XSEED has an inconsistent, albeit brief, history as a game publisher. Shadow Hearts: From the New World is stellar, but Wild Arms 4 leaves a lot to be desired. So Valhalla Knights, the latest XSEED-published game, is a bit of a cipher, at least in terms of predicting its quality. After playing the PSP action/role-playing game, though, it becomes clear that Knights is a missed opportunity.
Between real-time combat, a job system, and a highly customizable party of adventurers, Valhalla Knights finds itself cribbing from too many other, more established franchises. Even the visual design of the game seems lifted from Vagrant Story in some spots, in others Final Fantasy: Crystal Chronicles. And with a title that evokes Norse mythology, well, I shouldn’t have to spell that out. Valhalla Knights feels so much like a hodgepodge of other games’ ideas that it never manages to define its own identity.
The story of Valhalla Knights focuses on a reticent young adventurer with amnesia trying to remember his (or her) past. Your hero can be any one of the starting classes. Players progress through the game by interacting with the Guild and taking on missions. The Guild is also where you can purchase new characters to fight alongside you, either elf, dwarf, human, hobbit, or machine. Expanding the party whenever possible is integral to progressing through the game; certain encounters simply cannot be done without a big group. It is always better to hire a new party member than it is to upgrade the existing party’s gear, which is an uncomfortable change of pace from the norm. That mentality takes a lot of getting used to, which isn’t necessarily a negative, but is worth noting.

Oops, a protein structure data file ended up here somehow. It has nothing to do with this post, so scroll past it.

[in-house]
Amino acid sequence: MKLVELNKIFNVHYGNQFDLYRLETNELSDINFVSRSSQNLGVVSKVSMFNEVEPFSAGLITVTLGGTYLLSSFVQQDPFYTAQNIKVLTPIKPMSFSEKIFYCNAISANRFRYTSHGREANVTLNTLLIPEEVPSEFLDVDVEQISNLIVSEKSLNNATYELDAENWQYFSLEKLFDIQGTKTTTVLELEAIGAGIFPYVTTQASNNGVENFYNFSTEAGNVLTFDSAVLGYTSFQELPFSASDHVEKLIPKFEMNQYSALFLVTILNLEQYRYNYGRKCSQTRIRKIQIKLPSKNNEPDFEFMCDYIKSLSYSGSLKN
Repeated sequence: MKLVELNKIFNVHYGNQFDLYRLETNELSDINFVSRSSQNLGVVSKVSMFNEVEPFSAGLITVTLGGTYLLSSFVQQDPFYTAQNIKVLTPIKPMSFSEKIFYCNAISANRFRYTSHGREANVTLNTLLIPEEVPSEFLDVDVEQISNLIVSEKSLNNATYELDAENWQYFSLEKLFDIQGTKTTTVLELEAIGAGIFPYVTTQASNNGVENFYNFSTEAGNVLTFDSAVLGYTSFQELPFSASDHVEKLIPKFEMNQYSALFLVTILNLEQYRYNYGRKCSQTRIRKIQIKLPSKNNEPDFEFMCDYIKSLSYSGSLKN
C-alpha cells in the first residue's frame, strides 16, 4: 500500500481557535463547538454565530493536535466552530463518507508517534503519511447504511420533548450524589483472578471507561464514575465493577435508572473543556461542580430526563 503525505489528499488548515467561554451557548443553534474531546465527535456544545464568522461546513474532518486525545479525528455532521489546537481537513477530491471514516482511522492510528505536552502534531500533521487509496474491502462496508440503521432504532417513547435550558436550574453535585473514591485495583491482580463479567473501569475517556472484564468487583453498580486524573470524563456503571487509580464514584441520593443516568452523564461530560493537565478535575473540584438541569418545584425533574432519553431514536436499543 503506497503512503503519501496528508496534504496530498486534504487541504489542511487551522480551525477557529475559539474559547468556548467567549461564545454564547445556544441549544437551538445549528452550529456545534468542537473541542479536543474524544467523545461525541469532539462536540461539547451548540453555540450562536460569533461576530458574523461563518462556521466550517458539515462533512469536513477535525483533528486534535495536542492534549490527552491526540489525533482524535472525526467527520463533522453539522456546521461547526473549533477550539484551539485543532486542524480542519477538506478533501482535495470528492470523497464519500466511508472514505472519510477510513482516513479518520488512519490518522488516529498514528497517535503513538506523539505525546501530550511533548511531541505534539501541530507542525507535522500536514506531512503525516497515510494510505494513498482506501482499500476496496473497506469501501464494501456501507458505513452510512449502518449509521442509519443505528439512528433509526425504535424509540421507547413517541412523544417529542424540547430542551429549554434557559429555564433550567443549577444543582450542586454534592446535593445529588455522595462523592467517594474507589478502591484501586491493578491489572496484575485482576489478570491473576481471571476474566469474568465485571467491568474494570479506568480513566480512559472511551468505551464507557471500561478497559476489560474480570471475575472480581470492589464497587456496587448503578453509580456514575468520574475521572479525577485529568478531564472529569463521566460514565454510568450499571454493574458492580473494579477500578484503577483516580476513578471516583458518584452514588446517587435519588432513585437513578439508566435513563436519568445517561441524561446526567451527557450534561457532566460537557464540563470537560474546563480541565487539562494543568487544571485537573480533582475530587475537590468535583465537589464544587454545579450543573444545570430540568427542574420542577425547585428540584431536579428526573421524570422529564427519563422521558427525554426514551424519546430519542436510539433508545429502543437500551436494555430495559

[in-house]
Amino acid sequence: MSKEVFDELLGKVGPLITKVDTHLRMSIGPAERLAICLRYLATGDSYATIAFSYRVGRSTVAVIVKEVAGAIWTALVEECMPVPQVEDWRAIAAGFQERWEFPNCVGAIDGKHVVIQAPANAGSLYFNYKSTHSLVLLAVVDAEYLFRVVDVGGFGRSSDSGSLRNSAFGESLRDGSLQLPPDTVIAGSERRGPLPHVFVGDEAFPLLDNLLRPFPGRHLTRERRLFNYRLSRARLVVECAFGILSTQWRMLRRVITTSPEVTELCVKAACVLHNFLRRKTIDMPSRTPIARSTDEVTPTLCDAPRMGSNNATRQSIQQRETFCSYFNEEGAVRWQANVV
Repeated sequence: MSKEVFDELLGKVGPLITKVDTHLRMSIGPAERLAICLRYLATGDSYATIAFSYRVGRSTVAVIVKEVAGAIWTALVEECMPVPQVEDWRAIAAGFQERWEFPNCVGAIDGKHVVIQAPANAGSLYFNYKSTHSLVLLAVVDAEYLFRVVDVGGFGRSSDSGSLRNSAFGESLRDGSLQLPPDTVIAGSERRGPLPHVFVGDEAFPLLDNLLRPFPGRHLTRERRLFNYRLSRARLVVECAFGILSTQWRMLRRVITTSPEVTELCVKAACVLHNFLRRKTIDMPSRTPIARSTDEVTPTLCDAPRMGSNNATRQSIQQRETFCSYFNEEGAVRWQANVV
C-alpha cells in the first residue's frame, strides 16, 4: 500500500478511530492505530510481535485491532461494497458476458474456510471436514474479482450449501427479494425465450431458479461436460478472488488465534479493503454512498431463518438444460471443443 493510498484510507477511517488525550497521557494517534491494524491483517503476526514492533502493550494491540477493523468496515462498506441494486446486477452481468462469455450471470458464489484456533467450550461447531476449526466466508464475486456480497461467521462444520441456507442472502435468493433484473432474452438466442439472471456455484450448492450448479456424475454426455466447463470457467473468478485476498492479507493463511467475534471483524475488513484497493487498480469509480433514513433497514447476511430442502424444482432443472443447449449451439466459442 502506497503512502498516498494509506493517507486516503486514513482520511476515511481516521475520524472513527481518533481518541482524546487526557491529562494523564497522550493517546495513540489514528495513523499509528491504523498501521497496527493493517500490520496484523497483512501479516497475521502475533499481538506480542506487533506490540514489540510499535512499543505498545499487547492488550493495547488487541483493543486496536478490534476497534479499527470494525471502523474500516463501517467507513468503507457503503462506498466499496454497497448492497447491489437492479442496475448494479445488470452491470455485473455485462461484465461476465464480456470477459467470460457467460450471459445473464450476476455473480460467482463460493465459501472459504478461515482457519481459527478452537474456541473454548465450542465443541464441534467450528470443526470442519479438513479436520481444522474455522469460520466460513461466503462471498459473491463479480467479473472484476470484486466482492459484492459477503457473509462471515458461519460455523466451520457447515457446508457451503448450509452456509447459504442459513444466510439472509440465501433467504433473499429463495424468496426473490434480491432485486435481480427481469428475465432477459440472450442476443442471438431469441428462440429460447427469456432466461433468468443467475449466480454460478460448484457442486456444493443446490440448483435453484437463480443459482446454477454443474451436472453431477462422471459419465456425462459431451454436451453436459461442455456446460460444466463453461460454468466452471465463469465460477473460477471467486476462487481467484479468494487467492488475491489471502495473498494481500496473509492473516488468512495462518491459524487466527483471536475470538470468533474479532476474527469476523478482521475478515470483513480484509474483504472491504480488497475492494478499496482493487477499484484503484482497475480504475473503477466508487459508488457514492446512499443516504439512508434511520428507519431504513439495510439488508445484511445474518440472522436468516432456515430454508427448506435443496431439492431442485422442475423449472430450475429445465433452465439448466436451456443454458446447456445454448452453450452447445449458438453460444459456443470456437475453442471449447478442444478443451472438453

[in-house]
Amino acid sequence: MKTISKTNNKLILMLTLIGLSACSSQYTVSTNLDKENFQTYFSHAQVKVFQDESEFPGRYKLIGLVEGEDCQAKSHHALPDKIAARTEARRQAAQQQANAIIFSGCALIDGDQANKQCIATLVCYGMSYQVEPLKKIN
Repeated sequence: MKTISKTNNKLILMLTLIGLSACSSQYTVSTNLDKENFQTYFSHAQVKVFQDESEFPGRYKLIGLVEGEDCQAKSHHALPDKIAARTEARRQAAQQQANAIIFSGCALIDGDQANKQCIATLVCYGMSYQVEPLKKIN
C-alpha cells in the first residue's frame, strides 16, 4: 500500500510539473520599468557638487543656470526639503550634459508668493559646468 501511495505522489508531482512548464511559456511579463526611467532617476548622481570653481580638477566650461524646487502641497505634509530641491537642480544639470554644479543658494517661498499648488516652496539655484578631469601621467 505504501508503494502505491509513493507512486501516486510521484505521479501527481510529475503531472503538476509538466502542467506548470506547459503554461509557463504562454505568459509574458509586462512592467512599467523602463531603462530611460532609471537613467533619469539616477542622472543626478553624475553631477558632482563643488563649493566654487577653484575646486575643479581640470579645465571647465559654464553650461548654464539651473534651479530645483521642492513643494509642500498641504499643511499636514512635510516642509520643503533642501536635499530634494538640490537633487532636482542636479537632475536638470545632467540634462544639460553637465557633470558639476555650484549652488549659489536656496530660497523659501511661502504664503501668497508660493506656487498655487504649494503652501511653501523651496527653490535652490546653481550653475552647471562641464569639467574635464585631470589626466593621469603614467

Combat, by the way, is a total chore. Thankfully, Valhalla Knights doesn’t indulge in random battles, opting to let players see monsters roaming on the field. Ally AI is generally good, but combat is a dull affair sometimes broken up by bouts of frustration. If you’re not traveling with a big enough party, you’re dead, as stated earlier, but the real annoyance is the behind-your-back camera perspective, which makes it difficult to judge distances accurately.
This same camera angle proves just as vexing in the field, and can only be moved by toggling the first-person view and turning. In cities, and especially in dungeons, having to do this frequently is not fun. The tendency for sameness that runs through the environments doesn’t help matters, either.
Of all the things Valhalla Knights tries to be, though, it feels like it tries to be like an MMO game first and foremost. Leading a large party through a dungeon to grind levels, anyone? Like the .Hack games, though, the gameplay model seems lifeless without other people to truly interact with. The game does offer ad hoc multiplayer, though, in both co-op and vs. flavors.
Valhalla Knights is certainly not a bad game, but it’s nothing to get excited about, either. If you have an RPG itch and have the few superior role-players already on the platform, it might be worth checking out to you, at least as a rental. If you can overlook the game’s shortcomings there’s enough customization to keep you occupied for a few hours.